Yadriel’s family dynamics were interesting, because while you could see the love from everyone from his abuela to his aunts, and everyone who surrounded him, but it was also enveloped in a lot of hurt and a lot of having to swallow those moments where your family is the most toxic thing. This is an experience that most queer latinx people (and others who have this sort of connection and this tight-knit family) will have and feel so deeply. Your family can be your source of support, comfort and love, but it can also be the single force who hurts you and makes you have scars.
This was one aspect of the book that had my heart in my throat because I can easily relate.

The book was so full of latinx characters, had so much latinx representation, I could feel it embedded in Latinx myths and traditions, which made it feel more mine than anything. I think the only thing I would have liked to see more it’s more influence from other cultures, it was nice to hear of the Cuban grandmother or Maritza who had a Haitian father (and I think a Puerto Rican mother?). But at the same time I would’ve liked to have seen aspects of those cultures since I think we didn’t really get much of that.

Can I also gush about Julian? There’s so much to say about him because he’s the perfect counterpart to Yadriel, but also as a characters he’s so loveable, he’s prone to outburts and is a total hothead, but he cares so deeply. I mean how could you not fall for him right away. His and Yadriel’s dynamic is so cute, because Yadriel would prefer to hide away and Julian pushes him so much, and talks so much. They have so many banter-y moments, but also serious ones where you can see how each of them have been hurt by the world and would prefer to hide those in whatever way they can. I loved reading the progress of their relationship.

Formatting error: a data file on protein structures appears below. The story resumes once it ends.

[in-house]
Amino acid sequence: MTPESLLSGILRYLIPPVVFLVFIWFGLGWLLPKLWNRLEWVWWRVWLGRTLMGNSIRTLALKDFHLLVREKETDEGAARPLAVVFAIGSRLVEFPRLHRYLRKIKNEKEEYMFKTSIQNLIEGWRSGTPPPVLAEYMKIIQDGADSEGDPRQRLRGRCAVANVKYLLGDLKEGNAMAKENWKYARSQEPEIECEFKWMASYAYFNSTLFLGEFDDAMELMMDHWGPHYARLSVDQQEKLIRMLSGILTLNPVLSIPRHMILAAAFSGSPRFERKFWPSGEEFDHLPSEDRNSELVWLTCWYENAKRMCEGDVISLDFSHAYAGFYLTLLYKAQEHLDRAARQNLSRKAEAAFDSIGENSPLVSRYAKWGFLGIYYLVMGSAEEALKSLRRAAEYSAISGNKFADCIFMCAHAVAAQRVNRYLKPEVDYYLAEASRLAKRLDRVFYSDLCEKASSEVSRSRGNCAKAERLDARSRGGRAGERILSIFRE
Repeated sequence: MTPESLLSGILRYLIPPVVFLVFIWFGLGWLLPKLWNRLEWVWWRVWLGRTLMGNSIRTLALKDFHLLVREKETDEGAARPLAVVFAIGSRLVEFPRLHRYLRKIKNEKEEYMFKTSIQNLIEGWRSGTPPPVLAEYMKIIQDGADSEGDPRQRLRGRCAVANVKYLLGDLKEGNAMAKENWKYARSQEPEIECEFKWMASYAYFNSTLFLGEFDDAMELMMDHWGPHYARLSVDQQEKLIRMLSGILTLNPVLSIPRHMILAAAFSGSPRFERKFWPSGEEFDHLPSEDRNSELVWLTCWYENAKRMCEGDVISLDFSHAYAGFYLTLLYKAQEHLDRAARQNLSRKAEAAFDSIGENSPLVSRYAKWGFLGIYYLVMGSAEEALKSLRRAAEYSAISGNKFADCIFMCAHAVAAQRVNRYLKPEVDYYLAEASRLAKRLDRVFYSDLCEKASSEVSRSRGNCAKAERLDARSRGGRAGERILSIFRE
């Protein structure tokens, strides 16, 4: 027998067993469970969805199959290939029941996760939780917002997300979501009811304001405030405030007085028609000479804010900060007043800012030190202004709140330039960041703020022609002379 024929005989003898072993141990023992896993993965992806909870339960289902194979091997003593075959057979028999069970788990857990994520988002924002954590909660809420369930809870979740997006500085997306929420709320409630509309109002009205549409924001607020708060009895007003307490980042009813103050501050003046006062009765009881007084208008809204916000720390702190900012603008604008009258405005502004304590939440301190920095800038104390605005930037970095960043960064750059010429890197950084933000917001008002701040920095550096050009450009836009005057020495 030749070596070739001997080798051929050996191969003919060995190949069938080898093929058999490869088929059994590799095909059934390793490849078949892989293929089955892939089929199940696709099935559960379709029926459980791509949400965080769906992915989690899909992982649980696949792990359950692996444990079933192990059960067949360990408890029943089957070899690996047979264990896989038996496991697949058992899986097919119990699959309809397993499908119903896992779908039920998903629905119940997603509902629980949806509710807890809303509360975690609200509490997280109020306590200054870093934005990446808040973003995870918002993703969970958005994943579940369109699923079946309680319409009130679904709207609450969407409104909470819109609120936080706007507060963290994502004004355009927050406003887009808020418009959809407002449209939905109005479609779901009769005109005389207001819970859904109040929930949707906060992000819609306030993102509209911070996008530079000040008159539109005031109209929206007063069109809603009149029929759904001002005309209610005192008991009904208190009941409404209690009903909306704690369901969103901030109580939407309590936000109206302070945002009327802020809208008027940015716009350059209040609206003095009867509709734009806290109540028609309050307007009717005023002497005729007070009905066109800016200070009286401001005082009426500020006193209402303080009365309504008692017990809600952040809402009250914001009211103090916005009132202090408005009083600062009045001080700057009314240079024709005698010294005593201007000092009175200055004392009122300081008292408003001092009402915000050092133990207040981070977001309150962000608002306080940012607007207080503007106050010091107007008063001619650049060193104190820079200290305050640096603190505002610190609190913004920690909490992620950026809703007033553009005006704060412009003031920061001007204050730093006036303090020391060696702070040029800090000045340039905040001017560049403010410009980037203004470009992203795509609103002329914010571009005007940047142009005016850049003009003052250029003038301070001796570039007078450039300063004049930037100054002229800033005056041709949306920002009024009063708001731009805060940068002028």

The setting and the pace of the book were perfect, it gave enough time to explore the day to day life of Yadriel and Maritza, like dealing with school but magical enough that it didn’t feel slow, or like something wasn’t happening.

This book in general had so many funny, sweet moments but also little heart-wrenching moments. That said, this book does fall more into the light-hearted side of fantasy because even when it presents instances of misgendering or gender dysphoria it does in a very respectful, sensitive way, it ultimately does it in a way where hopefully you’ll be able to engage and be able to take those moments with little harm. And more than anything this book ends with so much hope and love. Also I will just mention the last few pages of the book? I was crying of joy, I read the last line and closed the book and I felt so full.

Overall, Cemetery Boys is a fantastic magical read about a trans boy on his road to acceptance by himself and his family. It blends perfectly romcom moments, fantasy, mystery, real life (sometimes awful situations) with love and family and community.


Aiden Thomas is a New York Times Bestselling author with an MFA in Creative Writing. Originally from Oakland, California, they now make their home in Portland, Oregon. As a queer, trans, Latinx, Aiden advocates strongly for diverse representation in all media. Aiden’s special talents include: quoting The Office, finishing sentences with “is my FAVORITE”, and killing spiders. Aiden is notorious for not being able to guess the endings of books and movies, and organizes their bookshelves by color.
Their debut novel, CEMETERY BOYS, was published on September 1st, 2020.